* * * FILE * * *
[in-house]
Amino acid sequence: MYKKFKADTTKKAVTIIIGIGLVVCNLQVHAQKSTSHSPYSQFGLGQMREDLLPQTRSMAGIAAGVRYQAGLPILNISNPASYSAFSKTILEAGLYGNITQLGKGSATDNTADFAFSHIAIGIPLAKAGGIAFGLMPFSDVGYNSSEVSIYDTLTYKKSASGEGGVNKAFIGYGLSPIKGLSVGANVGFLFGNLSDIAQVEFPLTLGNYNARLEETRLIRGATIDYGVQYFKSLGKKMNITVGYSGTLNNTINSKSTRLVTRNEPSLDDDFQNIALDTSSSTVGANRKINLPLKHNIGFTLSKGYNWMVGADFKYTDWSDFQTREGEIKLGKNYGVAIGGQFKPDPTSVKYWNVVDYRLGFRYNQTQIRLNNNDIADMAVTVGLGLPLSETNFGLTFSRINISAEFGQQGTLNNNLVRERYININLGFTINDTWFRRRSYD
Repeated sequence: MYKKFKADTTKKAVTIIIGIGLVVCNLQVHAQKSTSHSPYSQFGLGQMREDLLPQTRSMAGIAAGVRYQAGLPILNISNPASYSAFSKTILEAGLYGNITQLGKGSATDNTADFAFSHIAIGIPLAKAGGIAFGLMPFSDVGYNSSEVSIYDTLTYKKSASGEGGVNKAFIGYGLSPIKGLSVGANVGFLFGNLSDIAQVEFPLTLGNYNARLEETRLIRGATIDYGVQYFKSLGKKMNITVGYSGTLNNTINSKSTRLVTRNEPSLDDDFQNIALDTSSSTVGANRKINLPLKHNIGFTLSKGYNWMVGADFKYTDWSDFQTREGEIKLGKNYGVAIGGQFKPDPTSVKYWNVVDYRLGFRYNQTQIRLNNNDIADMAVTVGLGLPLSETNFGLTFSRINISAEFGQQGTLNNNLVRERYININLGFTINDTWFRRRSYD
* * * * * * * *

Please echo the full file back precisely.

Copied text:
[in-house]
Amino acid sequence: MYKKFKADTTKKAVTIIIGIGLVVCNLQVHAQKSTSHSPYSQFGLGQMREDLLPQTRSMAGIAAGVRYQAGLPILNISNPASYSAFSKTILEAGLYGNITQLGKGSATDNTADFAFSHIAIGIPLAKAGGIAFGLMPFSDVGYNSSEVSIYDTLTYKKSASGEGGVNKAFIGYGLSPIKGLSVGANVGFLFGNLSDIAQVEFPLTLGNYNARLEETRLIRGATIDYGVQYFKSLGKKMNITVGYSGTLNNTINSKSTRLVTRNEPSLDDDFQNIALDTSSSTVGANRKINLPLKHNIGFTLSKGYNWMVGADFKYTDWSDFQTREGEIKLGKNYGVAIGGQFKPDPTSVKYWNVVDYRLGFRYNQTQIRLNNNDIADMAVTVGLGLPLSETNFGLTFSRINISAEFGQQGTLNNNLVRERYININLGFTINDTWFRRRSYD
Repeated sequence: MYKKFKADTTKKAVTIIIGIGLVVCNLQVHAQKSTSHSPYSQFGLGQMREDLLPQTRSMAGIAAGVRYQAGLPILNISNPASYSAFSKTILEAGLYGNITQLGKGSATDNTADFAFSHIAIGIPLAKAGGIAFGLMPFSDVGYNSSEVSIYDTLTYKKSASGEGGVNKAFIGYGLSPIKGLSVGANVGFLFGNLSDIAQVEFPLTLGNYNARLEETRLIRGATIDYGVQYFKSLGKKMNITVGYSGTLNNTINSKSTRLVTRNEPSLDDDFQNIALDTSSSTVGANRKINLPLKHNIGFTLSKGYNWMVGADFKYTDWSDFQTREGEIKLGKNYGVAIGGQFKPDPTSVKYWNVVDYRLGFRYNQTQIRLNNNDIADMAVTVGLGLPLSETNFGLTFSRINISAEFGQQGTLNNNLVRERYININLGFTINDTWFRRRSYD